My research spans both social psychology and quantitative psychology. My social psychological interests focus on coping with stressful life events in the context of close personal relationships. I study situations as diverse as how partners help each other through difficult professional stressors to how individuals cope with the death of a close relationship partner. My most recent research has focused on the links between stress experienced during pregnancy and risk for postpartum depression. Research indicates that postpartum depression risk is related both to social/experiential and physiological factors, and my work has touched on both of these mechanisms. The overarching goal of my work is to understand the ways that social interactions and social cognitions impact the psychological framing of a stressful event and the coping processes it engages.
Partly as a consequence of this work, I have become increasingly interested in understanding health in real-world situations, particularly how to identify solutions to systemic health problems and health disparities. These kinds of issues are complex and don't conform to traditional disciplinary boundaries. I have helped to spearhead efforts to help make Lehigh an example of how interdisciplinary teams of researchers can come together to work on these challenging problems, resulting in the successful proposal of a Community Health faculty cluster, now known as the Community Health Research Group. This group, which is being built around the Community-Based Participatory Research approach, is focusing its efforts on building partnerships with community members to better understand how health problems and solutions look from their perspective, with the hopes of creating more effective and self-sustaining interventions. More information about the Community Health Research Group is available in this press release and this Acumen story. I am currently serving as Director of the Community Health Research Group.
My quantitative interests center on developing and assessing nonlinear statistical models of psychological processes. I am particularly interested in longitudinal nonlinear models that can provide a unique insight into the internal dynamics of psychological processes over time. I have used these methods to examine the time course of grief reactions, identify weekly cycles in social support processes, and pinpoint the contributions of distinct mental processes involved in social judgments. In addition to developing these models, I am interested in assessing and quantifying the payoff of advanced statistical methods over more traditional alternatives.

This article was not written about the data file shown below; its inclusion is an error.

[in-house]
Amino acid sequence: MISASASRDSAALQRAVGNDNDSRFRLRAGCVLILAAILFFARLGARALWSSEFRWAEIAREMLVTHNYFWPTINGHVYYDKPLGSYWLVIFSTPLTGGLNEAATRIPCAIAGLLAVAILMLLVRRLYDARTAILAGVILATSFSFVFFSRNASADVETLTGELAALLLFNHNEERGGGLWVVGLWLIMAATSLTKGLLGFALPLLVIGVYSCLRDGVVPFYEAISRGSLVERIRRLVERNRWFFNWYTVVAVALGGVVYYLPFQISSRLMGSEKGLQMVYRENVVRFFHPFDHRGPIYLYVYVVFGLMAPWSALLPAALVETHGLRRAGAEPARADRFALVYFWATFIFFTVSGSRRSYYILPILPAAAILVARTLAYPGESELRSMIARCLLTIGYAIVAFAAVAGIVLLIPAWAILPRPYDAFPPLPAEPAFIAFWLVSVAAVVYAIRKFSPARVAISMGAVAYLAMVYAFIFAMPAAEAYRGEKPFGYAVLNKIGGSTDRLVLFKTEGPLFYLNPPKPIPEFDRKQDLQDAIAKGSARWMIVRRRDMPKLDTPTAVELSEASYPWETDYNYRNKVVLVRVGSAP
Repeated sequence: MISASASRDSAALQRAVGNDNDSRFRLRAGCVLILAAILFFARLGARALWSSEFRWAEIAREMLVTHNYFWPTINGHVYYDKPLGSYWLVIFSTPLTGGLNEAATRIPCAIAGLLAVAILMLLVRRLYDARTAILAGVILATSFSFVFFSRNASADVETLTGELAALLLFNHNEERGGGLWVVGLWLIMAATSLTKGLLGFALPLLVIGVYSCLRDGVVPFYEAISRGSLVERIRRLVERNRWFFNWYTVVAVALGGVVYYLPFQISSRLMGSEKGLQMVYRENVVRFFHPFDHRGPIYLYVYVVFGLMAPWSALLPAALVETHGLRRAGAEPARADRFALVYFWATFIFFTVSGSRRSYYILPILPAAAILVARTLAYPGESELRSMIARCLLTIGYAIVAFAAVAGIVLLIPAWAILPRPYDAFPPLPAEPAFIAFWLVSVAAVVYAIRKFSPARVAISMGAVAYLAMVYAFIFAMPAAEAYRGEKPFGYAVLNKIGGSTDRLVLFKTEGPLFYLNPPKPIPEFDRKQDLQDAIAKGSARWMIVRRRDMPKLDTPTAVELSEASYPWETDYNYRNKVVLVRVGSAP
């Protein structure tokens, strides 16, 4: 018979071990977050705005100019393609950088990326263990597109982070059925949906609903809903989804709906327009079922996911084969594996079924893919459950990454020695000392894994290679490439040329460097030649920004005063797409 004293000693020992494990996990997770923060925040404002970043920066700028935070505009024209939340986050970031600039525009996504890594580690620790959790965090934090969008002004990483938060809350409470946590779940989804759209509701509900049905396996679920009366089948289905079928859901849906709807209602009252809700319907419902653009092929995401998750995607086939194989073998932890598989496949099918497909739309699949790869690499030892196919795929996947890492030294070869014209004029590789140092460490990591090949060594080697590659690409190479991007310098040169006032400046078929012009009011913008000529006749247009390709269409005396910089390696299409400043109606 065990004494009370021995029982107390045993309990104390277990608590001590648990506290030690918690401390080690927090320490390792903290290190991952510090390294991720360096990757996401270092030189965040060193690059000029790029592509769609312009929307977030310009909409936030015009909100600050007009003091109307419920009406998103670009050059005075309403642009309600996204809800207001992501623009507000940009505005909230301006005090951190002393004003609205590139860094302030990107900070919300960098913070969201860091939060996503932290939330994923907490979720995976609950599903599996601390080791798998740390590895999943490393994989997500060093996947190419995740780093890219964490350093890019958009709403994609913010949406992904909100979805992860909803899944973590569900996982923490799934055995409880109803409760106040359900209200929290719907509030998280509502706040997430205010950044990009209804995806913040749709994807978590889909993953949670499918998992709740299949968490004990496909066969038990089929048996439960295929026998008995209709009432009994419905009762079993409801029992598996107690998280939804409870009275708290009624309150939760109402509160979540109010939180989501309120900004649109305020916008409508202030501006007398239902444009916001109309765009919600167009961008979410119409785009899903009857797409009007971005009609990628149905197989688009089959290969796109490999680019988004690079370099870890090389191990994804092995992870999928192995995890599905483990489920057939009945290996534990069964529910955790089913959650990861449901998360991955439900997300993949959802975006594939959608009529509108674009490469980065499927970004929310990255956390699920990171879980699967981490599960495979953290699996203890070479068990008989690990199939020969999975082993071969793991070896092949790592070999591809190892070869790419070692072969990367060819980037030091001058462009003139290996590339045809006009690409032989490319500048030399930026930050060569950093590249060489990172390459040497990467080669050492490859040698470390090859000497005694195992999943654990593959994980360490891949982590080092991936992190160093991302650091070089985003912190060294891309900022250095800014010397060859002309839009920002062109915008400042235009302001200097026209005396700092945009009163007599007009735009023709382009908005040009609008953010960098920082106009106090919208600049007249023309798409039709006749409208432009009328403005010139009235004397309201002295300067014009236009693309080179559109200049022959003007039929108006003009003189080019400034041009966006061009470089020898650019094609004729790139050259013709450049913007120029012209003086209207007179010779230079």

Burke, C. T., & Perndorfer, C. C. (in press). Negative emotional responses to motherhood-related support receipt during pregnancy predict postpartum depressive symptoms, Anxiety, Stress, and Coping. doi:10.1080/10615806.2015.1092023
Burke, C. T. (2015). Process dissociation models in racial bias research: Updating the analytic method and integrating with signal detection approaches. Group Processes and Intergroup Relations. (Special issue: Enabling a Science of Groups: Statistical and Methodological Advances)
Burke, C. T., & Goren, J. (2014). Self-evaluative consequences of social support receipt: The role of context self-relevance. Personal Relationships, 21, 433-450. doi:10.1111/pere.12039
Lane, S. P., Bluestone, C., & Burke, C. T. (2013). Trajectories of BMI from early childhood through early adolescence: SES and psychosocial predictors. British Journal of Health Psychology, 18, 66-82. doi:10.1111/j.2044-8287.2012.02078.x
Burke, C. T., Shrout, P. E., & Bolger, N. (2007). Individual differences in adjustment to spousal loss: A nonlinear mixed model analysis. International Journal of Behavioral Development, 31, 405-415. doi:10.1177/0165025407077758
Carnelley, K. B., Wortman, C. B., Bolger, N., & Burke, C. T. (2006). The time course of grief reactions to spousal loss: Evidence from a national probability sample. Journal of Personality and Social Psychology, 91, 476-492. doi:10.1037/0022-35188.8.131.526